The upper end portions of rods 18 and 19 are formed with aligned openings, and the ends of a tie or belt supporting rod 37 extend into said openings and are secured to said rods. A plurality of spaced vertically extending pins 38 are mounted in rod 37 for spacing ties or belts supported thereon. In addition to its function as a tie support, rod 37 adds to the rigidity of the entire clothes supporting means.

As indicated above, it is necessary to round off the trays at 26 in order for the clothes support to swing with the door out into the room, and this arrangement leaves a space within the closet corresponding to the area vof the material removed from the rounded portion of the trays. To fully avail of this space, we mount a series of vertically spaced shelves 39 in the corner of the closet adjacent the arcuate portion of the trays. These shelves are in the generalform of right triangles, the hypotenuse of each being curved corresponding to that of the arcuate portion of the trays. In the event that the free edge of thedoor is spaced substantially from the adjacent side wall 14 of-the closet, shelves 39 may be extended to the front wall of the closet. 7

As shown in FIG. 3, the present invention is applicable to closets having double doors, and in this event 'the shelves 39 will take a form resembling isosceles triangles,- each mounted directly behind the juncture of the doors, with their edges curved corresponding to the trays. It is also clear from FIG. 3 that the present invention isapplicable to doors pivoted to swing from either side of the jamb 10.

The present invention is readily applicable to existing doors and can be installed with ease by home owners. On new doors, to facilitate application of the present invention, the points where screws are to be placed will be clearly marked on the door, or provisionally drilled at the mill. For standard size doors, conventional house type hinges are sufiicient to sustain the present unit and the clothes and/ or furnishings normally carried thereby. Where the door is exceptionally wide and heavy, however, it is advisable to employ over-size hinges and correspond ingly heavy screws therefor.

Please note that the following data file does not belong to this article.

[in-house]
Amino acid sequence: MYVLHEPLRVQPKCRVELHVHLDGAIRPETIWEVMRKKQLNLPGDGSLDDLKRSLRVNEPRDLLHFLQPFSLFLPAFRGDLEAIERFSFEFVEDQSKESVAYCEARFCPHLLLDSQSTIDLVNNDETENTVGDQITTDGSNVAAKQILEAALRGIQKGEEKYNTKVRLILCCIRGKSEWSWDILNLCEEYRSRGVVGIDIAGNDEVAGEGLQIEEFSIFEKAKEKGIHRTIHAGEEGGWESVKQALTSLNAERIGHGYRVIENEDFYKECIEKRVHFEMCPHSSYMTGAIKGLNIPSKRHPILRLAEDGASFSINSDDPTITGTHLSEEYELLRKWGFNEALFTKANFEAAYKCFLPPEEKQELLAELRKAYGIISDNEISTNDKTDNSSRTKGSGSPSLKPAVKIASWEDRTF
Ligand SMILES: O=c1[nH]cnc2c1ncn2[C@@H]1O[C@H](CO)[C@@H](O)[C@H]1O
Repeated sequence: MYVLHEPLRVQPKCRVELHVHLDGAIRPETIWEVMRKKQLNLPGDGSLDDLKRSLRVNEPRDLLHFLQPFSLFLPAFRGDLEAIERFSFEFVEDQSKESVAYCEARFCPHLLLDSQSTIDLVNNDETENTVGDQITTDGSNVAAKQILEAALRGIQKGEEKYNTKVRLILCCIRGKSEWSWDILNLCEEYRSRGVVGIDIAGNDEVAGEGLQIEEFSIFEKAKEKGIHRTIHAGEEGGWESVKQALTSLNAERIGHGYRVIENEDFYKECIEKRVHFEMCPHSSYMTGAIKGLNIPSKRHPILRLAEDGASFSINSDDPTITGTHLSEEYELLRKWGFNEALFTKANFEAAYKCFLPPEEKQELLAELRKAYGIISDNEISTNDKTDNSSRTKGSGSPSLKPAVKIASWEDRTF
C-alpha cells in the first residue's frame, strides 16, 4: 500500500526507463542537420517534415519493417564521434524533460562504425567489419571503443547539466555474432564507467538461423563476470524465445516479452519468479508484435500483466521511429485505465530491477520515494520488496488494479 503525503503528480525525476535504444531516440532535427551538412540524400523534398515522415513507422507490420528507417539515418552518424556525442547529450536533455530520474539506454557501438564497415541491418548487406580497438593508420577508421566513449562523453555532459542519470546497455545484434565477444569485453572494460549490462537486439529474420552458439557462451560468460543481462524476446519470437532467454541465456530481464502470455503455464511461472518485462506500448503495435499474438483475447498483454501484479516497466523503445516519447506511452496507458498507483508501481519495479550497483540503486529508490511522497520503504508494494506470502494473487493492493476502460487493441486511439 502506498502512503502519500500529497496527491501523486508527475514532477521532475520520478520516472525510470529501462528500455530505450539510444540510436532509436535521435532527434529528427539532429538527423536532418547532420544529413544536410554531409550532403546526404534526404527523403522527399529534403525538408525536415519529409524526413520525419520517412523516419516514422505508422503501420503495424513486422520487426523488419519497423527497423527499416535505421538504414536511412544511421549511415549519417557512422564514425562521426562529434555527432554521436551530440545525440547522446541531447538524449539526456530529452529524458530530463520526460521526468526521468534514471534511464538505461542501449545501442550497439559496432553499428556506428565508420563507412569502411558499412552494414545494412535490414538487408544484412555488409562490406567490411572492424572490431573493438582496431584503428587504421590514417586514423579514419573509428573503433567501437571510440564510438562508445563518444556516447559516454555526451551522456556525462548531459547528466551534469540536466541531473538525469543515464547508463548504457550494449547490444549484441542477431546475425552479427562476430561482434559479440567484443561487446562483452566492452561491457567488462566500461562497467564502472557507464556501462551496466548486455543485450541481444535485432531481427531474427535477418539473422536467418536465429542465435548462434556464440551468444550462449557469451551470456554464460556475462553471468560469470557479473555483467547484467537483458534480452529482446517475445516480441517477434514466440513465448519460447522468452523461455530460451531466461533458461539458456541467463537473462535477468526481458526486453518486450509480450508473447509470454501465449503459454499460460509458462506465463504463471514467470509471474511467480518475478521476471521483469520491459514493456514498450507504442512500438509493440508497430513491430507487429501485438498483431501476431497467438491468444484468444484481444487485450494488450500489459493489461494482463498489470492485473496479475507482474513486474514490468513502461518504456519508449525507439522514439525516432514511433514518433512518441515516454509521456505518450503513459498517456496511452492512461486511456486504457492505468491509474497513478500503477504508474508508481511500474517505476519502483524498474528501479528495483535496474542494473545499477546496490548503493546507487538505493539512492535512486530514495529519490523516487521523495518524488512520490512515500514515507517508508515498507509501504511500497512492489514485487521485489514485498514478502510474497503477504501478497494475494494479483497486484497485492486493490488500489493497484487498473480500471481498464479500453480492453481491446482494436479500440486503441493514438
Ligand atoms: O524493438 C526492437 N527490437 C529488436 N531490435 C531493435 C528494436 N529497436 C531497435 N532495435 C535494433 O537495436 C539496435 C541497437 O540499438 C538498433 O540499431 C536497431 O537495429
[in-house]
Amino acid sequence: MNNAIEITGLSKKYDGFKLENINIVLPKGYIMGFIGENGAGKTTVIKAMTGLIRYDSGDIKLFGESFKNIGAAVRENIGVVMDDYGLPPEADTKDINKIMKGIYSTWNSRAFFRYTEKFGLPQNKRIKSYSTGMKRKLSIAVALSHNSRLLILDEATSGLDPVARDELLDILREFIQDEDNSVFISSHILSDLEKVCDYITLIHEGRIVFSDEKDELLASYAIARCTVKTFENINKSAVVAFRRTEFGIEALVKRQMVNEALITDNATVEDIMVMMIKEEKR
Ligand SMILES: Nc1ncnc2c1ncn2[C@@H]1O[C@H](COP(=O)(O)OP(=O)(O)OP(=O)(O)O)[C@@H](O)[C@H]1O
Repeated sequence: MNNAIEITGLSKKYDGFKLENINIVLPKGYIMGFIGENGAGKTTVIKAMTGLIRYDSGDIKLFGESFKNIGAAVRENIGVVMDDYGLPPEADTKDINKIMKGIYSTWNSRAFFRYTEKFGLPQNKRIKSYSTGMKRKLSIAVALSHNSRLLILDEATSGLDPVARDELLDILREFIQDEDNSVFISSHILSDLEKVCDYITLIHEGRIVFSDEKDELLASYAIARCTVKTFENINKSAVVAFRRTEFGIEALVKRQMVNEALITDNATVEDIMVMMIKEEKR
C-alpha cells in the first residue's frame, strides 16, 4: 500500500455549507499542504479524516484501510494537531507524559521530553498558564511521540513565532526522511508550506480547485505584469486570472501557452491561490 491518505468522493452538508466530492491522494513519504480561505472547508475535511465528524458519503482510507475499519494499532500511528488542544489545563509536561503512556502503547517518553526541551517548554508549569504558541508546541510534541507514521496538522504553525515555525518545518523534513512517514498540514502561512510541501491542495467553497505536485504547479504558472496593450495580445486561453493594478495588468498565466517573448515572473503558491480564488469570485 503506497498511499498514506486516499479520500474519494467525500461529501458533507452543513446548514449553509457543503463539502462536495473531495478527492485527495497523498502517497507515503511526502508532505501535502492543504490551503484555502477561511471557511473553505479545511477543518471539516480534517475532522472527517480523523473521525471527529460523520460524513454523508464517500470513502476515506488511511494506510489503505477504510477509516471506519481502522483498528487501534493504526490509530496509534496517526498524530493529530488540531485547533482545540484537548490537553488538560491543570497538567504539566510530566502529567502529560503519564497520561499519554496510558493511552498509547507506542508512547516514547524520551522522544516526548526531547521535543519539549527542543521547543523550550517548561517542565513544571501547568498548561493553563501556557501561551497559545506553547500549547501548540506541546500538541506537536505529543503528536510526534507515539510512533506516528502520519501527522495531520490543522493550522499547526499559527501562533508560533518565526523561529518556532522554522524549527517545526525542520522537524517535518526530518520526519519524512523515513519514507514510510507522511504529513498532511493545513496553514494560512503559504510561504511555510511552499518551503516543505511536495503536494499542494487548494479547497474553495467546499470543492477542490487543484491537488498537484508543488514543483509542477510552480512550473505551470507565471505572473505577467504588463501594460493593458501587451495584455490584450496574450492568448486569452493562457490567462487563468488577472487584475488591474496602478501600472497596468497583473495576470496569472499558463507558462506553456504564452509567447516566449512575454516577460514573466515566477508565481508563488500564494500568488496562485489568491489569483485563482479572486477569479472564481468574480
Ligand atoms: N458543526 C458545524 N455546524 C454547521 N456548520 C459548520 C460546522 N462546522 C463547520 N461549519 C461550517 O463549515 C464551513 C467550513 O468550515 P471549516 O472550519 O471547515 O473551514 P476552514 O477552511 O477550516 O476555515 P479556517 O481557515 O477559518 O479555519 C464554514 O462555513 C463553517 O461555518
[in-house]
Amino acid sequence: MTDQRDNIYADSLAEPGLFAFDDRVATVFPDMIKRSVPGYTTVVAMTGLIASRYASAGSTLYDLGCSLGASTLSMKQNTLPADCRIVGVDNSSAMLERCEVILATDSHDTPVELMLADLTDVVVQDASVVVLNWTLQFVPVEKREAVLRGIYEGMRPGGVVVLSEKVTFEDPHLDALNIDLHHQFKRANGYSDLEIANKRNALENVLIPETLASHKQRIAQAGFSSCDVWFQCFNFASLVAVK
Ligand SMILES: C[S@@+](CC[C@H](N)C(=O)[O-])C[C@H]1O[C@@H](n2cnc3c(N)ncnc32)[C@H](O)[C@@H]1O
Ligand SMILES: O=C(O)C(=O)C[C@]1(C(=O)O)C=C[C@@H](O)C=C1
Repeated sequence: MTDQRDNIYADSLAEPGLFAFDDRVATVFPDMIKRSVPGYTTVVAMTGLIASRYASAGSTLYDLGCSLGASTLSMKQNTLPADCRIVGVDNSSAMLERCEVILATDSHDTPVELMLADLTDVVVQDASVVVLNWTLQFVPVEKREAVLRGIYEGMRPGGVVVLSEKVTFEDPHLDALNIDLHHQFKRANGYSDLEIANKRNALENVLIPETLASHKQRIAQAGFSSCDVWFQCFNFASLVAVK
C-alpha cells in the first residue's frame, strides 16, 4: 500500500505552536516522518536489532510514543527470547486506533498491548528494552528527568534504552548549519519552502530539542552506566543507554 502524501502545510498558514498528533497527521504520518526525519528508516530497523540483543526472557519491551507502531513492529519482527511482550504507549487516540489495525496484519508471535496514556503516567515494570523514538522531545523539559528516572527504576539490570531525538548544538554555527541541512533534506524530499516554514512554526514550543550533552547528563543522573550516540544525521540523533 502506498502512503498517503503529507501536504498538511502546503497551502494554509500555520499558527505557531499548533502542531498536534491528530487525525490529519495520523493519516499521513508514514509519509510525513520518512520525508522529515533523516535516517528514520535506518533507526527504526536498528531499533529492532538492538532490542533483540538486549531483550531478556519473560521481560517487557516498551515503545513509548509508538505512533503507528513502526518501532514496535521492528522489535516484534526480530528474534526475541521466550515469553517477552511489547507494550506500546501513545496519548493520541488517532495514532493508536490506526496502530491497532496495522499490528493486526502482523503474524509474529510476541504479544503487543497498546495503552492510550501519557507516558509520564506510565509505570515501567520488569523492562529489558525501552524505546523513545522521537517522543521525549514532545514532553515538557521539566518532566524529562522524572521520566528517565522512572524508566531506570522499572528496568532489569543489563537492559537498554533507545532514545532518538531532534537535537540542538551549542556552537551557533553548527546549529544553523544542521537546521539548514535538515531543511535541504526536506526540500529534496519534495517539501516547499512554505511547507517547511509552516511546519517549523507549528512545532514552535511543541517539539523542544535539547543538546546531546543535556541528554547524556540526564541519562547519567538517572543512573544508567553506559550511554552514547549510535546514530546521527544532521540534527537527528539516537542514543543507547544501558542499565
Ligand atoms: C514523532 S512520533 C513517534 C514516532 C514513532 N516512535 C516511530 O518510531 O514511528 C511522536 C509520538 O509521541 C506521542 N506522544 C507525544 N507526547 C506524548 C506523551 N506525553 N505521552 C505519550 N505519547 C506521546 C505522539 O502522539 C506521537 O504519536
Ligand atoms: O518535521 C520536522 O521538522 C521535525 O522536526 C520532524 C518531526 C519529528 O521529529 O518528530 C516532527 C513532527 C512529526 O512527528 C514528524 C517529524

In use, furnishings, such as hats, may be placed onthe upper tray; while shoes and accessories may be placed on the lower tray. Where exceptionally long articles such as evening dresses, are hung on the hanger rod, the lower tray may serve to support the lower portion of such garments against being swished about the floor. Manifestly,

I when the door is swunglto the open position of FIG. 1,

everything carried on the trays and hanger rod is clearly in view and accessible. At this stage the interior of the closet is completely open for access to shelves 39 and for cleaning the floor and walls of the closet.

While in the foregoing descriptioncertain specific details of our] invention have been set forth, it is to be understood that modifications of the invention may be made by those skilled in the art without departing from the scope of the invention as defined in the following claims.

We claim:

. 1. In combination with a clothes closet'door, a tray having a sturdy periphery flange a portion of which is straight and of a length substantially equal tothewidth of saiddoor, said straight portion of the flange of said tray being fixed to the inner-side of said door 'on the order of 16 inches from the :top thereof, said tray being of a length substantially equal to the width of said door plus the distance fronrthe hinge jamb of the door to the adjacent side wall of the closet, oneend of the tray being formed with a rectangularv cut-out of a width and length substantiallyv corresponding to the thickness of the front wall of said closet and the distance of the hinge from said side wall, the diagonal corner thereof being'rounded sufficient to permit said tray to swing with said doorout into the room, spaced brace members each having one end connected to the center portion of the underside of said tray and the opposite end 'fixed to said door, a straight clothes hanger rod disposed beneath said tray in spaced relation thereto and parallel with said door, spaced fasteners passing through said hanger rod and said tray, and a tubular spacer member surrounding each fastener between said rod and said tray.